In law, when someone is said to be acting
in a position it can mean one of three things.
- The position has not yet been formally created.
- The person is only occupying the position temporarily, to ensure continuity.
- The person does not have a mandate.
The term "acting" is often used in one of these senses to refer to a temporary occupant
of an office in government. An "acting" official holds office to ensure both the stability
and continuity of his department will continue despite the absence of a formal leader.
For example, if the U.S. Secretary of Defense died suddenly in office, the U.S. Deputy
Secretary of Defense would take over. However, he/she would only be "acting" in the position, as he/she will not formally hold the office unless he/she is nominated by the President and confirmed by the United States Senate, as required by the Constitution.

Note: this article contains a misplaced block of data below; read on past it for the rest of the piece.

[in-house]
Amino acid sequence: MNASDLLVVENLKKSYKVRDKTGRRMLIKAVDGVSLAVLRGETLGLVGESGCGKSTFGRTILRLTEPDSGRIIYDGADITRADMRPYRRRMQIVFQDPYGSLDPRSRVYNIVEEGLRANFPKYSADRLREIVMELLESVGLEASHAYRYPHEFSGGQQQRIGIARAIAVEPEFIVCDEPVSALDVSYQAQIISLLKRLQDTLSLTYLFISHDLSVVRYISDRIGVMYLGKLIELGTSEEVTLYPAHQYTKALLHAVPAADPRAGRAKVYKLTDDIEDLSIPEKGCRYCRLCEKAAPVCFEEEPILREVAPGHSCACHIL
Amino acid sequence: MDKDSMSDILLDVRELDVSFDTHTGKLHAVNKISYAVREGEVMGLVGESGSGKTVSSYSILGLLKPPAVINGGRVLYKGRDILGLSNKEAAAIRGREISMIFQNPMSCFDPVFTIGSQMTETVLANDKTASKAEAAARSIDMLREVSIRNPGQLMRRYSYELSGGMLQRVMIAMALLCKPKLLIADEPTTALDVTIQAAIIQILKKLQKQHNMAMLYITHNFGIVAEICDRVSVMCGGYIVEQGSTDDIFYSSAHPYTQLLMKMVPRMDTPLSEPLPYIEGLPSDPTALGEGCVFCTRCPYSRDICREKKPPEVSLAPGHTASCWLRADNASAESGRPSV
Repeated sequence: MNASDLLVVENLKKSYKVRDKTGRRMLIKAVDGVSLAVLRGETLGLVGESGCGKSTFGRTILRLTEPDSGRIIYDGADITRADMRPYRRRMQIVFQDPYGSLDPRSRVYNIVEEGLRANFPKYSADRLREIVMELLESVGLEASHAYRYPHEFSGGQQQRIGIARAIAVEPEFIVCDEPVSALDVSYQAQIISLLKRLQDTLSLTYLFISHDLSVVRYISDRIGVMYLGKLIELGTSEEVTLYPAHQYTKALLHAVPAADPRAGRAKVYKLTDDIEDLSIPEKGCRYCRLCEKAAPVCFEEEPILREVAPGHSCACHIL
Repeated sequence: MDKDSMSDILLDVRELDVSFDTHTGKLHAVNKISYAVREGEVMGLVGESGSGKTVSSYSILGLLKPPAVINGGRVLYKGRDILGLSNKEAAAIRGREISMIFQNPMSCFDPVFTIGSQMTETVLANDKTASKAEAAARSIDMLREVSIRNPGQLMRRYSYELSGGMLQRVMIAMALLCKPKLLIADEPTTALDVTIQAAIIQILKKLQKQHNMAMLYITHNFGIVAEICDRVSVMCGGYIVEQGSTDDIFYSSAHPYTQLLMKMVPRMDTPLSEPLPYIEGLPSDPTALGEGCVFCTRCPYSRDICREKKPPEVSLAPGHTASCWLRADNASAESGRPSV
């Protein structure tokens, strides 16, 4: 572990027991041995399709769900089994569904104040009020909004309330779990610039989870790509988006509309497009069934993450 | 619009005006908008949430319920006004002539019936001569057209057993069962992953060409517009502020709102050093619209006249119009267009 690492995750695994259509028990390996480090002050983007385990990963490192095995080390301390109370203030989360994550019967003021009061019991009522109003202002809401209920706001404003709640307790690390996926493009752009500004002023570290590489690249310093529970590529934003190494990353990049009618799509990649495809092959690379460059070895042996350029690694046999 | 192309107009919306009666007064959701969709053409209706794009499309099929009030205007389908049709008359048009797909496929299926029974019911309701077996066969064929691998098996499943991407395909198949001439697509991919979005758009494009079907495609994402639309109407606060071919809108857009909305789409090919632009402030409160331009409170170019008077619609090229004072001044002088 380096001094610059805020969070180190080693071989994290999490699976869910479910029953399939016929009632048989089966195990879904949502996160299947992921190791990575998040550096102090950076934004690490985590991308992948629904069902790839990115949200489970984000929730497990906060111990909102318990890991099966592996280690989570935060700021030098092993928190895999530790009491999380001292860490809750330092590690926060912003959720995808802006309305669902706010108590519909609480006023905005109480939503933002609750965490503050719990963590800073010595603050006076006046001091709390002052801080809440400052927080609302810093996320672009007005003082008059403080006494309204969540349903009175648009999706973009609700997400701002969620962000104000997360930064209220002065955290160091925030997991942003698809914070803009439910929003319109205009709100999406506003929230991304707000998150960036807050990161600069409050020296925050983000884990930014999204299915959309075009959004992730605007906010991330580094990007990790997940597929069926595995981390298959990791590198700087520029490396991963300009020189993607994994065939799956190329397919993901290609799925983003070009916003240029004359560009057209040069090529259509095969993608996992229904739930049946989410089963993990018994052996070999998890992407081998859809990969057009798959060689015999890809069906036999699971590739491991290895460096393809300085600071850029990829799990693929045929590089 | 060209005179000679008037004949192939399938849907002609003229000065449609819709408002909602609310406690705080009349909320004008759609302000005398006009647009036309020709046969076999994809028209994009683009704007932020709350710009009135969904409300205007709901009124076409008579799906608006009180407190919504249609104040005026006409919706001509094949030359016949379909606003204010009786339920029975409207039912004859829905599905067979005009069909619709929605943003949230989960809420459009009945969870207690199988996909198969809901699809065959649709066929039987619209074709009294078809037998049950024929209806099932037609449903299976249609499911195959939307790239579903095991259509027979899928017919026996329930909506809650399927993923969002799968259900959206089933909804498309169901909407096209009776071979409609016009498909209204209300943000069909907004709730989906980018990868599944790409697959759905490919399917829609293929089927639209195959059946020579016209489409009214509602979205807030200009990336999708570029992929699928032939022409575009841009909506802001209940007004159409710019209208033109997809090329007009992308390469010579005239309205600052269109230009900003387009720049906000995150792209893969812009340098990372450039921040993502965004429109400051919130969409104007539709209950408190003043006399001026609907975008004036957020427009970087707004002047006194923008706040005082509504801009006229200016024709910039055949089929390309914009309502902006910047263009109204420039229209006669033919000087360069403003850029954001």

Acting officials typically play a caretaker role, as it is usually considered questionable for someone to exercise full authority in a very activist way without having been specifically hired or elected to the office.
"Acting for" has the same basic meaning as "acting", except it indicates that the original occupant of the position still formally holds power.
For example, in 2006 when Israeli Prime
Minister Ariel Sharon had a severe
stroke, Deputy Prime Minister Ehud Olmert assumed power on the basis that he was "acting for" the incapacitated
Sharon. Sharon was still formally the nation's leader, as he had not died or resigned, but Olmert was executing the powers of the office.